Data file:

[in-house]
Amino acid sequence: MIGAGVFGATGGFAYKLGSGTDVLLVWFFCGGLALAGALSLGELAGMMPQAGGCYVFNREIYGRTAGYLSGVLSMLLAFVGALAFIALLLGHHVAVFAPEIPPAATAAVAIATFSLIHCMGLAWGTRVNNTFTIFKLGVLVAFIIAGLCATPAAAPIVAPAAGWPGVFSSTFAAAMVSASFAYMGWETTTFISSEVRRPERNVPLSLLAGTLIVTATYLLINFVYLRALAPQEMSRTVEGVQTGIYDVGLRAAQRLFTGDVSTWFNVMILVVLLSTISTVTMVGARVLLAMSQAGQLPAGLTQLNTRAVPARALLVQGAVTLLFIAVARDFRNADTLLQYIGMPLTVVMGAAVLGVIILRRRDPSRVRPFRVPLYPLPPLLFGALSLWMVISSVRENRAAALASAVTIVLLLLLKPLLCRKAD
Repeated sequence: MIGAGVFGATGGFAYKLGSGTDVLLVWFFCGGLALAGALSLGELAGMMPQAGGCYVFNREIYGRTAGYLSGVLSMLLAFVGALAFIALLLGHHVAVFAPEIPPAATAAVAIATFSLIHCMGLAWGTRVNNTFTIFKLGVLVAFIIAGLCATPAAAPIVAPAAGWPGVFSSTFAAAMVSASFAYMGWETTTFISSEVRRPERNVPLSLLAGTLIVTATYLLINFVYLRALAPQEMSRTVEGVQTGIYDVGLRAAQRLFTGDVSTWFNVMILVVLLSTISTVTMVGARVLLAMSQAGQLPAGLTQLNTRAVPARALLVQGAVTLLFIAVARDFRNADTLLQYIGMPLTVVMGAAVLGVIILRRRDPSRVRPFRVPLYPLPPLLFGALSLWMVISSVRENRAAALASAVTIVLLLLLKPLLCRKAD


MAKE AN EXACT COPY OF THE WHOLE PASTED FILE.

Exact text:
[in-house]
Amino acid sequence: MIGAGVFGATGGFAYKLGSGTDVLLVWFFCGGLALAGALSLGELAGMMPQAGGCYVFNREIYGRTAGYLSGVLSMLLAFVGALAFIALLLGHHVAVFAPEIPPAATAAVAIATFSLIHCMGLAWGTRVNNTFTIFKLGVLVAFIIAGLCATPAAAPIVAPAAGWPGVFSSTFAAAMVSASFAYMGWETTTFISSEVRRPERNVPLSLLAGTLIVTATYLLINFVYLRALAPQEMSRTVEGVQTGIYDVGLRAAQRLFTGDVSTWFNVMILVVLLSTISTVTMVGARVLLAMSQAGQLPAGLTQLNTRAVPARALLVQGAVTLLFIAVARDFRNADTLLQYIGMPLTVVMGAAVLGVIILRRRDPSRVRPFRVPLYPLPPLLFGALSLWMVISSVRENRAAALASAVTIVLLLLLKPLLCRKAD
Repeated sequence: MIGAGVFGATGGFAYKLGSGTDVLLVWFFCGGLALAGALSLGELAGMMPQAGGCYVFNREIYGRTAGYLSGVLSMLLAFVGALAFIALLLGHHVAVFAPEIPPAATAAVAIATFSLIHCMGLAWGTRVNNTFTIFKLGVLVAFIIAGLCATPAAAPIVAPAAGWPGVFSSTFAAAMVSASFAYMGWETTTFISSEVRRPERNVPLSLLAGTLIVTATYLLINFVYLRALAPQEMSRTVEGVQTGIYDVGLRAAQRLFTGDVSTWFNVMILVVLLSTISTVTMVGARVLLAMSQAGQLPAGLTQLNTRAVPARALLVQGAVTLLFIAVARDFRNADTLLQYIGMPLTVVMGAAVLGVIILRRRDPSRVRPFRVPLYPLPPLLFGALSLWMVISSVRENRAAALASAVTIVLLLLLKPLLCRKAD